The Rickshaw Project: Providing Economic Stability for Differently-Abled Individuals
Pakistan is one of three countries in the world which hasn’t yet been able to end the transmission of Poliomyelitis (Polio). Polio is a endemic viral infection that leaves its victims paralyzed, and as of 2015, 38 cases of Polio were reported in Pakistan alone. Whilst reported cases of Polio are declining, Pakistan is still considered to hold the record for the highest number of Polio cases.
Many factors result in Polio cases yearly. Whilst some parents refuse to vaccinate their kids, other factors include poor health and water infrastructure, natural disasters, and misinformed campaigns reporting that vaccinations contain pig fat or alcohol, both items which are forbidden in Islam.
Additionally, due to high population density and climate conditions, more doses of vaccinations are required and some parents are unable to administer the ten or more doses of the vaccine, as required.
Pakistan is currently taking action to combat the spread of Polio. More than 38 million children under the age of five years have been vaccinated after the country-wide immunization campaign. People are also creating programs to allow those who have been affected by Polio to still be able to gain economic independence.
On Monday, the ‘Network of Organizations Working for People with Disabilities Pakistan’, (NOWPDP) launched ‘The Rickshaw Project’. NOWPDP’s External Engagement Manager, Amin Amir Andani, said their organization focuses on providing individuals affected by Polio with vocational training and thus, economic empowerment. In 2017, NOWPDP was able to provide 350 individuals with vocational training, a commendable feat!
Owing to this success, and the receptiveness of Pakistanis to the work that NOWPDP does, ‘The Rickshaw Project’ was launched to provide economic empowerment for differently-abled people. This specific project offers people special hand-controlled rickshaws.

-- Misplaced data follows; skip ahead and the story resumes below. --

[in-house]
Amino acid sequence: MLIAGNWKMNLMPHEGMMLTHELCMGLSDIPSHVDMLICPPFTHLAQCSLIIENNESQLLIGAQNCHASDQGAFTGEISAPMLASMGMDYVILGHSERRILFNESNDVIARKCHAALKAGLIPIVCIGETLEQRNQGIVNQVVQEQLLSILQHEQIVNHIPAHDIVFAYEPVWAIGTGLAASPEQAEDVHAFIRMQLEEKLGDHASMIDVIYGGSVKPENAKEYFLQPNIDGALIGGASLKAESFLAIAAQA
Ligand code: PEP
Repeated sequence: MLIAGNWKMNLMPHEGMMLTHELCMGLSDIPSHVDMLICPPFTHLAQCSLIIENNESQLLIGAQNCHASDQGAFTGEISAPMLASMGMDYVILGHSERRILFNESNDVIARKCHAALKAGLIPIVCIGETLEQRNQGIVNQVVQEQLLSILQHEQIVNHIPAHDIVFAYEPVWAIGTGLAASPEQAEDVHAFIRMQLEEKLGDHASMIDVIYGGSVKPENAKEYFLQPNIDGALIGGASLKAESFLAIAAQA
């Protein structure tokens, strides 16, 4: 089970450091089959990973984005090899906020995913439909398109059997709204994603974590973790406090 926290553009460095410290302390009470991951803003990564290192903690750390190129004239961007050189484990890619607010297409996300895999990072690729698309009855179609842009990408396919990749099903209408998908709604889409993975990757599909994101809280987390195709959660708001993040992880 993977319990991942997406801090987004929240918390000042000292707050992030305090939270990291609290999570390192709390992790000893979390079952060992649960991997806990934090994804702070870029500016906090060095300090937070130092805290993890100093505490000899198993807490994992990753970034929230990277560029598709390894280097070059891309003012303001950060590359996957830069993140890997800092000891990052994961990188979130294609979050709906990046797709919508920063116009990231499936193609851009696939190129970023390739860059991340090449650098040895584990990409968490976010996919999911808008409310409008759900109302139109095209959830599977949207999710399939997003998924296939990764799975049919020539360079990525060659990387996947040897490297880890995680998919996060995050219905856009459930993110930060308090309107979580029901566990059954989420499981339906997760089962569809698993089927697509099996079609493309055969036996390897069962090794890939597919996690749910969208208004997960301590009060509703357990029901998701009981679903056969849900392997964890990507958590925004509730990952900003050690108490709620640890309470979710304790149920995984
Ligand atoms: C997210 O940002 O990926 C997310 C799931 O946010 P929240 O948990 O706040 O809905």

Mohammad Imran, Chief Rickshaw Driver for ‘The Rickshaw Project’, visits neighborhoods looking for differently-abled people like himself, and spreads awareness about the opportunities NOWPDP has to offer. “Polio in childhood left me crippled. People thought I was good-for-nothing, but I had to prove them wrong,” claimed Imran. Additionally, he has worked with a rickshaw manufacturing company to modify rickshaws for differently-abled individuals, adding his unique perspective to ensure that the modified rickshaws meet the exact needs of those they are being designed for.
Through this minimal-cost, modified rickshaw project, NOWPDP hopes to empower individuals like Mohammad Amin economically, and mentally, so that one day, Polio and the fear of the Polio vaccine may come to an abrupt and screeching halt.
The projects current business model is structured so that these modified rickshaws are leased out for PKR200 ($1.70) per day. Ultimately, the individuals leasing the rickshaws will become the owners.
As indicated earlier, there are a host of reasons why Pakistan has been unable to eradicate Polio. A lack of real facts on the disease and it’s vaccine, as well as a lack of funds have ensured that Polio continues to ravage Pakistanis, although to a lesser degree than before. Whilst there are programs in place to tackles the aforementioned issues, Andani hopes that ‘The Rickshaw Project’ will change the lives of those who weren’t able to avoid contracting Polio. Through this minimal-cost, modified rickshaw project, NOWPDP hopes to empower individuals like Mohammad Amin economically, and mentally, so that one day, Polio and the fear of the Polio vaccine may come to an abrupt and screeching halt.